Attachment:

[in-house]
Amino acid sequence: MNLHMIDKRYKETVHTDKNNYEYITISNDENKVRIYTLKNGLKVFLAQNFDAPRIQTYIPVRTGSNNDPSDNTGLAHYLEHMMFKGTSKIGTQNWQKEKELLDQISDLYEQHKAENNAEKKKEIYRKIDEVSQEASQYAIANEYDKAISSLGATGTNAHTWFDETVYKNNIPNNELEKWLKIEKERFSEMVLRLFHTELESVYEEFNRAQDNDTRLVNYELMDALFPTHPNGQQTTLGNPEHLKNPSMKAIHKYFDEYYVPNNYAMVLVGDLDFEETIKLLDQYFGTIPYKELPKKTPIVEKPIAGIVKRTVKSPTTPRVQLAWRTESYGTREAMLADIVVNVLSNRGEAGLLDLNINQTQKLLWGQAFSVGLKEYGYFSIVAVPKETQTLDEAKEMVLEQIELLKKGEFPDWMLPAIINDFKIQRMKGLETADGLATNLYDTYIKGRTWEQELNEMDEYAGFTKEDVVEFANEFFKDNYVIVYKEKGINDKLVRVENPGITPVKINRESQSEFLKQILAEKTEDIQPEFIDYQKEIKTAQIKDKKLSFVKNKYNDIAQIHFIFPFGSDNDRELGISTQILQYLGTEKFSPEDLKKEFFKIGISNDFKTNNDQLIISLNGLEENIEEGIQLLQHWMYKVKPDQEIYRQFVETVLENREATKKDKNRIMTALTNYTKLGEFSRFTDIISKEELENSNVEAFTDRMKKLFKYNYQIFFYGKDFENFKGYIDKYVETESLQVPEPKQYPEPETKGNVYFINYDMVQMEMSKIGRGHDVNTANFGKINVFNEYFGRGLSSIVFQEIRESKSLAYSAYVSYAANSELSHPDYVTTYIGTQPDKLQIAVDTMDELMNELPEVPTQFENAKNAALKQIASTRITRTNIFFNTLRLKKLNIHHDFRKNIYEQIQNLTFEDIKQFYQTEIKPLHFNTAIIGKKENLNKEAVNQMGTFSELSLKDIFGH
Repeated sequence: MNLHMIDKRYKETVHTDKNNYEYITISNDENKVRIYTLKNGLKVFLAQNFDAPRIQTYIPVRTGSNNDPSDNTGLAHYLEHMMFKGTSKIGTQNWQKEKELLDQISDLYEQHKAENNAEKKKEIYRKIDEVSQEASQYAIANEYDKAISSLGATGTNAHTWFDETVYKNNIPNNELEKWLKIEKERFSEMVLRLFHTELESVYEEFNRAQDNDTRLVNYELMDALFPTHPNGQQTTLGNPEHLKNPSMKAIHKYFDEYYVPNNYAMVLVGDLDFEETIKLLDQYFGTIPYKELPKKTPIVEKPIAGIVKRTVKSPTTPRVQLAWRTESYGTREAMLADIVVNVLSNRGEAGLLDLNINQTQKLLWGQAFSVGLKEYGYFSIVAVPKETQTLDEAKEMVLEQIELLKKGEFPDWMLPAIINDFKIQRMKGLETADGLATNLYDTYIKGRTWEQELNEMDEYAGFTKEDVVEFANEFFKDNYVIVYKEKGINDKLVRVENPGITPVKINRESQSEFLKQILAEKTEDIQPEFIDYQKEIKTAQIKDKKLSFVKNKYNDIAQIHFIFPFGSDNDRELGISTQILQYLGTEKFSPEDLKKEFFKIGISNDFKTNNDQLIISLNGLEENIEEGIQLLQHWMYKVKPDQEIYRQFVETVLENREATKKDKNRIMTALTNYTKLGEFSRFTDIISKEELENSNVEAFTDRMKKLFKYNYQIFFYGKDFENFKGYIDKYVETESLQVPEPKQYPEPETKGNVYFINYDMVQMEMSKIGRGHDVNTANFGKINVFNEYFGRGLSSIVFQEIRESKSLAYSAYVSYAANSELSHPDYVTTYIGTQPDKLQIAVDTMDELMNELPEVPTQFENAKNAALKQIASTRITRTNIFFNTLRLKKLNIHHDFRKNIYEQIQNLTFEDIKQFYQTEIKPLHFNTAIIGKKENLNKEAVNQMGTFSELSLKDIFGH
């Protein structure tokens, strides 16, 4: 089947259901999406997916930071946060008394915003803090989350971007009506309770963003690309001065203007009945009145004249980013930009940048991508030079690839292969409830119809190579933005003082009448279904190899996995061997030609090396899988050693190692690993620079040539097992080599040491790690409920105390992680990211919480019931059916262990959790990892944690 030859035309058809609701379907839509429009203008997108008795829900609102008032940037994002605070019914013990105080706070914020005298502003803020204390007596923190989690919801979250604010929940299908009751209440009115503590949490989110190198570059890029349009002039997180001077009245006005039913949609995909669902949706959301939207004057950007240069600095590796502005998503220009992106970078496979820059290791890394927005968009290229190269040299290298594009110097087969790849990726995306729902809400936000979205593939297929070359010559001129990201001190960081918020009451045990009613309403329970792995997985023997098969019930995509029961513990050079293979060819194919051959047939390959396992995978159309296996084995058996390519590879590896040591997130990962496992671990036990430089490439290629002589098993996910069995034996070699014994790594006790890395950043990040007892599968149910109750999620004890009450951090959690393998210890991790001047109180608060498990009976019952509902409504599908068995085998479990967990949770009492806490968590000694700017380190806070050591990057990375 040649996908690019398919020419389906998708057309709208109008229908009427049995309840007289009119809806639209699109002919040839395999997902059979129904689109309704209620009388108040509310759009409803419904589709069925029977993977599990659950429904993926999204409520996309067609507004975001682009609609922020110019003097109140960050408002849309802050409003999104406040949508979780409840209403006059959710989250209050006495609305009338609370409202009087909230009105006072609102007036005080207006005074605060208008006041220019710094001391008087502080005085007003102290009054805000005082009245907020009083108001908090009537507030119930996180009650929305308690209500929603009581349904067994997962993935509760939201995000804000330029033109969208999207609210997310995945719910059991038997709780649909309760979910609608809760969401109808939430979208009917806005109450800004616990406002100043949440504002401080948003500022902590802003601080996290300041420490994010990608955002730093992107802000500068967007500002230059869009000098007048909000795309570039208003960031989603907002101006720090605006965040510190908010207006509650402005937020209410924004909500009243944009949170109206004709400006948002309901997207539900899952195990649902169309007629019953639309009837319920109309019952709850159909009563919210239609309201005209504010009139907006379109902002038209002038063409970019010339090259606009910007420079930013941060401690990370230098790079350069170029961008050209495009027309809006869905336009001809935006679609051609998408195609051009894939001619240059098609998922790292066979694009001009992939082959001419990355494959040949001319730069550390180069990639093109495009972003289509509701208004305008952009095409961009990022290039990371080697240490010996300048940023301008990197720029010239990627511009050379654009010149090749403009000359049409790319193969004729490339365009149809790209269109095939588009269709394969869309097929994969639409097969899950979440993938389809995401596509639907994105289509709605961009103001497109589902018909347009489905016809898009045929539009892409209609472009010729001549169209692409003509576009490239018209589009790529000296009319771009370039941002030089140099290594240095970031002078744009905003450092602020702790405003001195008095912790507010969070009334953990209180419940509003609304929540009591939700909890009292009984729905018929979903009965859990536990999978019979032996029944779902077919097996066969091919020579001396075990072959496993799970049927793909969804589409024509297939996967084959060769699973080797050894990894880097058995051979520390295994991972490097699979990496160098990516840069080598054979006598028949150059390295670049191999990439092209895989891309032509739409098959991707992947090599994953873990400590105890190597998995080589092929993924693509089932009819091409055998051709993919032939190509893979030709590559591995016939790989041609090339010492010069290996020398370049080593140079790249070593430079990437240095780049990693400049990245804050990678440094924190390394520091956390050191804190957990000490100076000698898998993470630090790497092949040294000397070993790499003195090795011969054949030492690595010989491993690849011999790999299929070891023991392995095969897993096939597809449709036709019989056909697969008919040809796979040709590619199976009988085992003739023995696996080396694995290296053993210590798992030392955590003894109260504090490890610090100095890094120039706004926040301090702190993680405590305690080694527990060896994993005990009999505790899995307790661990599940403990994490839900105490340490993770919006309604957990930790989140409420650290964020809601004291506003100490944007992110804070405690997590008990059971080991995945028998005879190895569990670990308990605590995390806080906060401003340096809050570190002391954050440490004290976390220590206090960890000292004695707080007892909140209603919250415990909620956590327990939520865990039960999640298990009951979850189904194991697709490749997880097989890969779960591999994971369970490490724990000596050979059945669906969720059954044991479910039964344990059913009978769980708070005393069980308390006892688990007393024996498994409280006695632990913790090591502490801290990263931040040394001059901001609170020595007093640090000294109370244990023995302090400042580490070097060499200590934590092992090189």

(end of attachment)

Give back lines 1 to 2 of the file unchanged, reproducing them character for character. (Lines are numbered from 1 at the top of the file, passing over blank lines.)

[in-house]
Amino acid sequence: MNLHMIDKRYKETVHTDKNNYEYITISNDENKVRIYTLKNGLKVFLAQNFDAPRIQTYIPVRTGSNNDPSDNTGLAHYLEHMMFKGTSKIGTQNWQKEKELLDQISDLYEQHKAENNAEKKKEIYRKIDEVSQEASQYAIANEYDKAISSLGATGTNAHTWFDETVYKNNIPNNELEKWLKIEKERFSEMVLRLFHTELESVYEEFNRAQDNDTRLVNYELMDALFPTHPNGQQTTLGNPEHLKNPSMKAIHKYFDEYYVPNNYAMVLVGDLDFEETIKLLDQYFGTIPYKELPKKTPIVEKPIAGIVKRTVKSPTTPRVQLAWRTESYGTREAMLADIVVNVLSNRGEAGLLDLNINQTQKLLWGQAFSVGLKEYGYFSIVAVPKETQTLDEAKEMVLEQIELLKKGEFPDWMLPAIINDFKIQRMKGLETADGLATNLYDTYIKGRTWEQELNEMDEYAGFTKEDVVEFANEFFKDNYVIVYKEKGINDKLVRVENPGITPVKINRESQSEFLKQILAEKTEDIQPEFIDYQKEIKTAQIKDKKLSFVKNKYNDIAQIHFIFPFGSDNDRELGISTQILQYLGTEKFSPEDLKKEFFKIGISNDFKTNNDQLIISLNGLEENIEEGIQLLQHWMYKVKPDQEIYRQFVETVLENREATKKDKNRIMTALTNYTKLGEFSRFTDIISKEELENSNVEAFTDRMKKLFKYNYQIFFYGKDFENFKGYIDKYVETESLQVPEPKQYPEPETKGNVYFINYDMVQMEMSKIGRGHDVNTANFGKINVFNEYFGRGLSSIVFQEIRESKSLAYSAYVSYAANSELSHPDYVTTYIGTQPDKLQIAVDTMDELMNELPEVPTQFENAKNAALKQIASTRITRTNIFFNTLRLKKLNIHHDFRKNIYEQIQNLTFEDIKQFYQTEIKPLHFNTAIIGKKENLNKEAVNQMGTFSELSLKDIFGH